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Sammy Jo hails Hayley

By Frank Brownlow

Published 07/11/2015

Champagne moment: Ulster jockey Sammy Jo Bell (left) and Hayley Turner celebrate Shergar Cup success at Ascot
Champagne moment: Ulster jockey Sammy Jo Bell (left) and Hayley Turner celebrate Shergar Cup success at Ascot

Sammy Jo Bell will wave goodbye to one of her best pals in racing - and aim to ride a few winners into the bargain.

Hayley Turner, widely regarded as Britain's finest ever female jockey, retires after five rides at Doncaster on what is the final day of the turf flat season.

Ulster rider Sammy Jo, who has three mounts at the meeting, will wish the 32-year-old all the best for the future - before turning her attention to getting to the very top of her chosen profession.

"Hayley has been such an inspiration to me. I am going to miss her - she's a great jockey, a perfect role model and a really nice person," said the 24-year-old from Dunadry, who was at Hayley's retirement party last weekend.

"It's nice to be riding at Hayley's final meeting and I'm sure it will be an emotional day."

Sammy Jo, based in Yorkshire at the yard of Richard Fahey, will be on board Khelman, Farlow and In My Place.

"They are all good horses. I have won on Farlow before and all three have a chance," she said.

"It would be nice to end the turf season with a winner," said Sammy Jo, who has 28 winners in what has been a super season.

The highlight was the Shergar Cup at Ascot in August in which Sammy Jo inspired the women's team - Hayley also in the line-up - to success, with the Ulster girl emerging as top rider in the event ahead of some of the best jockeys around.

She will soon jet off to Barbados for almost two weeks to take part in a similar event and also plans to get as many rides as possible on the all-weather back in the UK.

"Things are going well for me at the moment. If someone had told me at the start of the season just how well they would go, I wouldn't have believed them," added Sammy Jo, who still has one season remaining as an apprentice.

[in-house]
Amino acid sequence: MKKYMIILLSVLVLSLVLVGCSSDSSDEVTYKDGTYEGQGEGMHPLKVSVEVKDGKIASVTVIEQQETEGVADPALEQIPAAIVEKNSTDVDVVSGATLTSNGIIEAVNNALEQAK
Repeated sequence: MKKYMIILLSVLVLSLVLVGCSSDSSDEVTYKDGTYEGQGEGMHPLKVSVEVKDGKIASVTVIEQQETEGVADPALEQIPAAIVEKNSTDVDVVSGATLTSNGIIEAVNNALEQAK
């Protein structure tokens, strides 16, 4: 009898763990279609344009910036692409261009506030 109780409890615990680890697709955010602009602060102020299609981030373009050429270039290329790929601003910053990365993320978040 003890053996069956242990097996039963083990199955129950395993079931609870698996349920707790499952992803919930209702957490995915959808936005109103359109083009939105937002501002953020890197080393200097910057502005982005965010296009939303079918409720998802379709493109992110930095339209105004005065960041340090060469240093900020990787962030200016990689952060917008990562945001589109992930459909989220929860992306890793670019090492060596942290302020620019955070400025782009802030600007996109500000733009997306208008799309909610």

Hayley had a winner on her penultimate day, Clovelly Bay triumphing at Chelmsford - the jockey ironically picking up a two-day ban in the process, although that won't come into play in time to rule her out of riding at Doncaster.

Meanwhile trainer Gary Moore, who is recovering well in hospital after being kicked in the back several times by one of his horses on Thursday, had a winner at Fontwell, his son Joshua riding Flute Bowl to victory.

Paul Nicholls fears All Yours could need better ground as he steps into open company for the StanJames.com Elite Hurdle at Wincanton.

After finishing second in the Dovecote at Kempton and fifth in the Fred Winter at Cheltenham, All Yours took a huge leap forward to win in Grade One company at Aintree.

On that day he beat Devilment, who has already been out and franked the form this season, but the forecast rain is a worry for the champion trainer.

Nicholls runs another Grade One winner in the race in the shape of Irving, who gives weight to all his rivals.

"All Yours obviously looked really good at Aintree but that was on really nice ground," said Nicholls.

"My worry would be if it went really soft. He has won on soft but not in this sort of class. He might not enjoy it.

"Irving had plenty of issues last year but is fit and well again now.

"This should be a nice prep run for him for the Fighting Fifth as we really want to win that again with him."

Zarib finished in front of All Yours in the Fred Winter for Nicholls' former assistant Dan Skelton, who thinks his runner is better than his current rating.

"He won't mind the likely ground and I'm looking forward to running him," said Skelton.

"I think he's still well handicapped as he's off the same mark as he was in the Fred Winter and then he was over the top after that. He's got to go and do it now."

John Ferguson's horses appear to be holding their form in better races this season and he runs the unbeaten Francis Of Assisi and Buckwheat.

"I'm hoping the quicker pace, which they should go in a race like this will enable Francis Of Assisi to settle better," explained Ferguson.

"He's taken to hurdling well but this is obviously a big step up in class from a novice hurdle at Fakenham."

Belfast Telegraph

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